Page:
The chance to make more money and improve one's circumstances was a strong draw. African American workers hoped in the process to gain access to jobs in well-established companies that might stretch out into the future. For some this move met their expectations and they settled into their new lives for the long term, but for others this proved to be only a temporary stop. Whatever those residents found in these cities did not provide enough incentive to stay. A number of issues impacted the decision whether to stay or to go.
While some residents chose to protest to city officials, others decided to seek a new life elsewhere. For them the offer of better wages was just one of many factors that drew them north. Better educational opportunities and greater personal freedom also proved enticing. These factors made potential migrants more open to the encouragement of relatives, friends, and others in the North who suggested they relocate.
African American newspapers also served as sources of encouragement. The Chicago Defender, run by Robert S. Abbott, circulated widely throughout the nation and actively encouraged migration. It offered editorials and stories extolling the virtues of life in the North, and also included advertisements from northern companies highlighting their need for workers and noting the high wages they paid. The Pittsburgh Courier played a similar role in that city. In Virginia the Richmond Planet, operated by John Mitchell, strongly supported migration. Mitchell, who once was threatened with lynching, actively campaigned against it and also led a turn-of-the-century boycott of Richmond's streetcars. As a staunch opponent of segregation, he counseled African Americans to consider leaving rather than submit to mistreatment.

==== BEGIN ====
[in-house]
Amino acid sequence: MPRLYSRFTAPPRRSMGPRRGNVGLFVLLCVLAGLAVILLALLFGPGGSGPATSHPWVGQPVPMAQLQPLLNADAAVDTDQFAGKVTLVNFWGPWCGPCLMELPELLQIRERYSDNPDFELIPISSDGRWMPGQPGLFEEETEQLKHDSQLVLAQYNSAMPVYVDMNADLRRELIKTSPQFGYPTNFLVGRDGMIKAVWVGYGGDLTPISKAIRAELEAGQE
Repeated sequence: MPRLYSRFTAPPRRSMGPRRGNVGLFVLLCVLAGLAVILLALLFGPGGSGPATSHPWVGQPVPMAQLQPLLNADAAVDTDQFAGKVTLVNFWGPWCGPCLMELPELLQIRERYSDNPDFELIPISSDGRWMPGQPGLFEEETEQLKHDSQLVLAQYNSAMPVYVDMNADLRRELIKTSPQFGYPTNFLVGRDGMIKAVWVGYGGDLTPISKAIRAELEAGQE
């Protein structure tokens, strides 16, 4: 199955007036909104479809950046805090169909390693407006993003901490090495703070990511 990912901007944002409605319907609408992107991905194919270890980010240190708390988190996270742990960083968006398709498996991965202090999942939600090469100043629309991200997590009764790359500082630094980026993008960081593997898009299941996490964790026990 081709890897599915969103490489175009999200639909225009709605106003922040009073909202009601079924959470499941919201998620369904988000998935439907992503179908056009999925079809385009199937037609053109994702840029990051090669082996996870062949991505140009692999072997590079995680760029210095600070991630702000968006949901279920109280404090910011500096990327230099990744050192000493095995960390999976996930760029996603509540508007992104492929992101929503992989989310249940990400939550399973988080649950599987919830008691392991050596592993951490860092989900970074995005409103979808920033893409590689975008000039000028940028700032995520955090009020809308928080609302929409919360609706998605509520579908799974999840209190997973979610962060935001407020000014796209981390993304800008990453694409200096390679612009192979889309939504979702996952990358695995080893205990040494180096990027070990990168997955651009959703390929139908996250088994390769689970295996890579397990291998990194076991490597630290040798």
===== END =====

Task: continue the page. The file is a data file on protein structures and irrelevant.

Letters sent home offered one avenue of updates about jobs, wages, and living conditions. Even better was the direct exchange of information when individuals either traveled to Philadelphia to visit or when visitors came south for special occasions. African American newspapers like the Norfolk Journal and Guide carried regular reports of these travels, illustrating a constant stream of people traveling between Norfolk and various locations in the North. The visits insured a consistent flow of information between southern residents and people they knew living in the North. This connection enabled Virginia residents to make informed decisions about where to go and the best times to leave if they hoped to optimize their chances of finding work.
Having family or friends to assist newcomers did not insure the success of the move. Migrants found a very different world in the North. While overall salaries were higher, migrants often were unable to get the higher-paying or more-skilled jobs. They primarily wound up in lower-paying positions as common laborers, stevedores, janitors, or warehousemen. Women most often worked as cooks, maids, and laundresses. Housing frequently was crowded with minimal sanitary conditions and the cost of living often was higher. It was not unusual for a family to live in a one- or two-room apartment or to share living accommodations with others. Predominantly African American enclaves like Harlem in New York, the South Side in Chicago, and the Seventh Ward in Philadelphia emerged as a consequence of the arrival of these waves of migrants.
Cite This Entry
- APA Citation:
Crew, S. R. The Great Migration. (2015, October 27). In Encyclopedia Virginia. Retrieved from http://www.EncyclopediaVirginia.org/Great_Migration_The.
- MLA Citation:
Crew, Spencer R. "The Great Migration." Encyclopedia Virginia. Virginia Foundation for the Humanities, 27 Oct. 2015. Web. READ_DATE.
First published: April 12, 2010 | Last modified: October 27, 2015